The beloved British violinist and conductor who brought refreshing clarity to Baroque and Classical music performed on modern instruments in Post-WWII England has died at the age of 92. His 90th birthday celebrations made him the oldest person ever to conduct a Proms concert - icing on the cake for a musician who achieved so much in more than 50 years' involvement with the ensemble he founded, The Academy of St Martin in the Fields.
Despite remaining faithful to modern instruments throughout his long career, the founder of the Academy of Saint Martin in the Fields was a leading light and an inspiration in the early music revival with his incisive readings of Baroque and Classical music.
Marriner studied conducting with Pierre Monteux in Maine in the United States, and drew the best out of his strings having started his career as a violinist in the London Symphony Orchestra under Henry Wood during WWII. His ensemble The Academy of St Martin in the Fields is named for the London church where the group gave their first public concert.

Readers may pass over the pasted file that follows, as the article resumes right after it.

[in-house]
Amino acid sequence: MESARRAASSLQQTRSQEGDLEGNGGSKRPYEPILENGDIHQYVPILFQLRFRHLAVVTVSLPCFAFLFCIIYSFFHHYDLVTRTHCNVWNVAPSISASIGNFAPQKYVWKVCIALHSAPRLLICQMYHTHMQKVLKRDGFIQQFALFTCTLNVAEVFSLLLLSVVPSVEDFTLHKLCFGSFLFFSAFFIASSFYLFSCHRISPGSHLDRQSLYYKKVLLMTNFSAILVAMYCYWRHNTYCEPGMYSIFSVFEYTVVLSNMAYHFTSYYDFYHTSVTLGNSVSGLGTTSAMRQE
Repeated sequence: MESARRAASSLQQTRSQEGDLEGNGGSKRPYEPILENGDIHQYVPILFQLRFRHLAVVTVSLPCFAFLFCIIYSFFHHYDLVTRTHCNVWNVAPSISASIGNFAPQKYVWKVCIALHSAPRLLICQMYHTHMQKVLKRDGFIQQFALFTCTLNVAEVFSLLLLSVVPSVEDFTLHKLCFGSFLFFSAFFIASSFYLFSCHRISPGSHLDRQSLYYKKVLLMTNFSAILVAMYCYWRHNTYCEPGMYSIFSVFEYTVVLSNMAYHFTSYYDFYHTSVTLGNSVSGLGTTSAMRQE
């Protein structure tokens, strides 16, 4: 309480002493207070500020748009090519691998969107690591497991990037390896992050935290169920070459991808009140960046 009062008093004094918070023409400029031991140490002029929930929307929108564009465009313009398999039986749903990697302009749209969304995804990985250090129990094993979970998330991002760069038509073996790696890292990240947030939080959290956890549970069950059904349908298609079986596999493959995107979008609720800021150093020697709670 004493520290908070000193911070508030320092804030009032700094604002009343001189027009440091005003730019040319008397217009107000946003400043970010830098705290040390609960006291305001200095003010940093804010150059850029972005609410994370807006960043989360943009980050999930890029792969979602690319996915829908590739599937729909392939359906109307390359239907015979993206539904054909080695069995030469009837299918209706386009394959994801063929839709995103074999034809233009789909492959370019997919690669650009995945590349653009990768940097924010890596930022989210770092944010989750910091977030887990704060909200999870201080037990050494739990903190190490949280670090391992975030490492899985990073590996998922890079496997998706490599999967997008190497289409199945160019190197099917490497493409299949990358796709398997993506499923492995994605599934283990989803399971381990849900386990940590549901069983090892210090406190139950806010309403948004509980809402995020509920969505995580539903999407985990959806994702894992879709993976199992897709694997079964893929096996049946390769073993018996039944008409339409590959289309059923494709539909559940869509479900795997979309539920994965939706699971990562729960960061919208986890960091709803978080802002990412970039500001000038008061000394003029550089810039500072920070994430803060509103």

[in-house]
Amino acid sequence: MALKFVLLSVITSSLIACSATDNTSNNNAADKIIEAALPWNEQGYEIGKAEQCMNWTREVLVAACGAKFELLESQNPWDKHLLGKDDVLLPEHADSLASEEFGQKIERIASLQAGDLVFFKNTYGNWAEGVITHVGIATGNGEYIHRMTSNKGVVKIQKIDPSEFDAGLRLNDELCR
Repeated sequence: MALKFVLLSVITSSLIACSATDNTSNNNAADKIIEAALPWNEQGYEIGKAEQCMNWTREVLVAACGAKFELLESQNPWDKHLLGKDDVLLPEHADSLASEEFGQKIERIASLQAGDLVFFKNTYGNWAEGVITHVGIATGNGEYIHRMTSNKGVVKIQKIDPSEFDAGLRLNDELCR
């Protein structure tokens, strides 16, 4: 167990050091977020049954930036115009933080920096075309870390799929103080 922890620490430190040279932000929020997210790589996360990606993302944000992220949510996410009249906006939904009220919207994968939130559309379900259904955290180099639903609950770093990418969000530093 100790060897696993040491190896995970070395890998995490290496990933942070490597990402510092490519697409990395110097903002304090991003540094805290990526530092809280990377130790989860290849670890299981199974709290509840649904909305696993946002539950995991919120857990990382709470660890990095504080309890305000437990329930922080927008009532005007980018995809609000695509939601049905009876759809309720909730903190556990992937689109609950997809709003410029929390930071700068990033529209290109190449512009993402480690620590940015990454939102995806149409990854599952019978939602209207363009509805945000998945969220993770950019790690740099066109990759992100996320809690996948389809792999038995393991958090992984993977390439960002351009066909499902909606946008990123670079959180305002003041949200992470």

A towering figure of the last half-century, Sir Neville Marriner leaves a rich and prolific legacy entirely unique in the history of recorded music - it is estimated that his partnership with the Academy of St Martin in the Fields has yielded more than 500 recordings - more than any other orchestra in the world, among them the original soundtrack to the film Amadeus, Mozart arias with Barbara Hendricks and more.
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